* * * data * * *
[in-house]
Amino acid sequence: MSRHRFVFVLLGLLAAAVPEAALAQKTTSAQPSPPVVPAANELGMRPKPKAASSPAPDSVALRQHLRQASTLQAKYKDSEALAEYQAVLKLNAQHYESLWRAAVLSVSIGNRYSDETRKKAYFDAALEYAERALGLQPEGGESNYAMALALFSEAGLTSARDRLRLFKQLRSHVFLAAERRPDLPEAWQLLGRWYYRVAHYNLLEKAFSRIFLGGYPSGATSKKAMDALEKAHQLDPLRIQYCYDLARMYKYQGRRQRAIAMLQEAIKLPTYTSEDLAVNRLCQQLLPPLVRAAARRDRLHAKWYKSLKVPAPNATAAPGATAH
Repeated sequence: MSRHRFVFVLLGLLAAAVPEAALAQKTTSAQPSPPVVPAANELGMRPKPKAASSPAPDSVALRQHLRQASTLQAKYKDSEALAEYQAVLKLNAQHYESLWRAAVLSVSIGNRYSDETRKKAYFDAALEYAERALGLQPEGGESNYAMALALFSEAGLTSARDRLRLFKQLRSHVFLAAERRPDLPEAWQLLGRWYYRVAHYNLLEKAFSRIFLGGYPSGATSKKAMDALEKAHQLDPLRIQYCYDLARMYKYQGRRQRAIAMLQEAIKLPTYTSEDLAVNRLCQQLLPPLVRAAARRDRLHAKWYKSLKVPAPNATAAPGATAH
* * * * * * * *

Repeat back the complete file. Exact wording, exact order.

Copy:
[in-house]
Amino acid sequence: MSRHRFVFVLLGLLAAAVPEAALAQKTTSAQPSPPVVPAANELGMRPKPKAASSPAPDSVALRQHLRQASTLQAKYKDSEALAEYQAVLKLNAQHYESLWRAAVLSVSIGNRYSDETRKKAYFDAALEYAERALGLQPEGGESNYAMALALFSEAGLTSARDRLRLFKQLRSHVFLAAERRPDLPEAWQLLGRWYYRVAHYNLLEKAFSRIFLGGYPSGATSKKAMDALEKAHQLDPLRIQYCYDLARMYKYQGRRQRAIAMLQEAIKLPTYTSEDLAVNRLCQQLLPPLVRAAARRDRLHAKWYKSLKVPAPNATAAPGATAH
Repeated sequence: MSRHRFVFVLLGLLAAAVPEAALAQKTTSAQPSPPVVPAANELGMRPKPKAASSPAPDSVALRQHLRQASTLQAKYKDSEALAEYQAVLKLNAQHYESLWRAAVLSVSIGNRYSDETRKKAYFDAALEYAERALGLQPEGGESNYAMALALFSEAGLTSARDRLRLFKQLRSHVFLAAERRPDLPEAWQLLGRWYYRVAHYNLLEKAFSRIFLGGYPSGATSKKAMDALEKAHQLDPLRIQYCYDLARMYKYQGRRQRAIAMLQEAIKLPTYTSEDLAVNRLCQQLLPPLVRAAARRDRLHAKWYKSLKVPAPNATAAPGATAH